City dog cheats death after drinking bleach

Beau almost died after drinking bleach.
Beau almost died after drinking bleach.
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The PDSA has warned that a simple ‘spring clean’ could be fatal to pets after revealing one animal has died and several others have suffered serious injury from exposure to cleaning products.

The warning comes after a dog in Silverknowes almost died drinking bleach.

The Black Labrador Collie crossbreed Beau, received emergency treatment after drinking toilet water treated with a bleach cistern block.

The two-year-old pet’s owner Eva Paterson, from Edinburgh, noticed that her dog had developed a cough and was sick after eating or exercise. She was told to monitor him and while doing housework Eva realised the downstairs bathroom door was ajar and found Beau drinking out of the toilet.

Eva, 26, said: “I called PDSA Edinburgh Pet Hospital and they wanted to see him urgently because swallowing bleach can be very damaging. When we arrived they listened to his heart and had a look at his mouth and throat which seemed to be irritated and he appeared to have suffered chemical burns.”

Beau was given anti-inflammatory medication and was allowed home. Eva was told to monitor him closely. He has since made a full recovery and Eva’s now extremely vigilant when it comes to ensuring Beau is kept away from the bathroom and toilet.

PDSA vet Rebecca said Beau had been lucky and warned pet owners to be extra careful when using cleaning products.

She said: “Thankfully he didn’t have any permanent effects from drinking bleach but he is among the lucky ones, as it could have been much worse.

“Beau received emergency care through our A&E service, which has received a fantastic funding boost from players of People’s Postcode Lottery.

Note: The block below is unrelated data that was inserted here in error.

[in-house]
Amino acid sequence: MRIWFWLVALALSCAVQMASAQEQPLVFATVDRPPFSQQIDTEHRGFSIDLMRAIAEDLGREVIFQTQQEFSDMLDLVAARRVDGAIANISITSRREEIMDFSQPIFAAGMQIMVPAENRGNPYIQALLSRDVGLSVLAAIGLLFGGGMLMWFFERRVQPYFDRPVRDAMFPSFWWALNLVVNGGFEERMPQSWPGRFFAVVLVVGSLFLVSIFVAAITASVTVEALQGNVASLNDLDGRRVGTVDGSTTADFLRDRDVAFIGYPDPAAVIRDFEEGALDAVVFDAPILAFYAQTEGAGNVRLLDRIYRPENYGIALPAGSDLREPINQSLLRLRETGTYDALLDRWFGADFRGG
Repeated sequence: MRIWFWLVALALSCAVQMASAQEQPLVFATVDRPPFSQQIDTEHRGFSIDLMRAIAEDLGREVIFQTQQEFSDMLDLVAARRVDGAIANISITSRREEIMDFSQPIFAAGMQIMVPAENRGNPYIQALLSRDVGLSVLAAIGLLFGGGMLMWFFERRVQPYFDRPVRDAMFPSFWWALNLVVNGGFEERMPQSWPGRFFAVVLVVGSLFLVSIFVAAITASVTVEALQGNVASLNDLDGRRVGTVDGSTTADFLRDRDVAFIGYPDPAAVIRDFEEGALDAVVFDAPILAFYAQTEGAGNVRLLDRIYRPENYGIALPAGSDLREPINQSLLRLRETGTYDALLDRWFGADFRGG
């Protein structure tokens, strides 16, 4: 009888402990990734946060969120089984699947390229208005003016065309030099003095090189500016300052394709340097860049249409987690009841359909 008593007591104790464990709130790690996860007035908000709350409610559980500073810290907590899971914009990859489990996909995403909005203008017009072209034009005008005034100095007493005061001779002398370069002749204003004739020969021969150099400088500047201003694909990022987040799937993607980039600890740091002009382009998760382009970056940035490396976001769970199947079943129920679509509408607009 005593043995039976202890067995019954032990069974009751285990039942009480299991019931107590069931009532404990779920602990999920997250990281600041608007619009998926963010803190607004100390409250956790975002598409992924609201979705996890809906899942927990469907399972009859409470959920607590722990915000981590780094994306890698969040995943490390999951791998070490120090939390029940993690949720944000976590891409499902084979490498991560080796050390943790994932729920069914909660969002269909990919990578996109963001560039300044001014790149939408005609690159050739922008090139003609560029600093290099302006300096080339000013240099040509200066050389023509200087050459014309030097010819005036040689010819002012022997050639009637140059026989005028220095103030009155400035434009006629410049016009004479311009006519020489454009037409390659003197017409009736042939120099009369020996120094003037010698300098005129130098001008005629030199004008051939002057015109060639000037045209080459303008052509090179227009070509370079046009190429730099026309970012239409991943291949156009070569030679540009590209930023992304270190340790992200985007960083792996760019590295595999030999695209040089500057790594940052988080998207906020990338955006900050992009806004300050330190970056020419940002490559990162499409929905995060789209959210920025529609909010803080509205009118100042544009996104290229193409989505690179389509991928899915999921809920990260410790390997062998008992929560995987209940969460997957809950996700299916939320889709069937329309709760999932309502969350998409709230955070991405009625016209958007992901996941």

“We really want to try and prevent pets coming into contact with everyday household cleaning products and want to raise awareness of the possible dangers.”

In one particularly harrowing case, the charity said its vets had to euthanize a dog after they were exposed to laundry detergent which caused severe caustic burns to their paws, legs and mouth.

Other cases in the past 12 months include a cat that was left foaming at the mouth after he licked a floor that had just been treated with disinfectant and a dog who suffered chemical burns to his scrotum after coming into contact with a cleaning product on the floor.

Rebecca Ashman, PDSA vet, said: “With many households doing their spring cleaning, it’s important to ensure products are safe to use around pets.

“Millions of us use bleach, oven cleaner, dishwasher tablets and laundry detergents all the time in the home but we need to realise how dangerous they can be to our pets.

“Products such as bleach and detergents are highly corrosive and cause permanent and even life-threatening damage to a pet’s skin or insides if swallowed.

“Some pets will naturally explore or chew boxes and containers, so it’s really important to keep cleaning products safely locked away.

“Also, if you’re cleaning floors or other areas pets use, please keep them out of harm’s way and rinse the areas after cleaning.

“Using products at the correct dilution also helps to ensure pets don’t come into contact with concentrated chemicals.”

Rebecca added that it was vital for owners to seek emergency veterinary treatment straight away if they suspect their pet has come into contact with anything corrosive or poisonous.

She said: “It’s important to seek veterinary advice urgently. Don’t try to make your pet sick as this can sometimes cause further harm.

“In an emergency situation it’s also useful to let the vet know as much as possible about the offending substance, so they can give the appropriate treatment. So always keep the packaging and take it with you if you need to go to the vet”

Symptoms of exposure to toxic chemicals or substances in pets include:-

Ulcerated or irritated skin including inside the mouth

Vomiting or coughing

Lethargy and collapse

Difficulty eating and excessive salivation/foaming at the mouth

Pawing at the mouth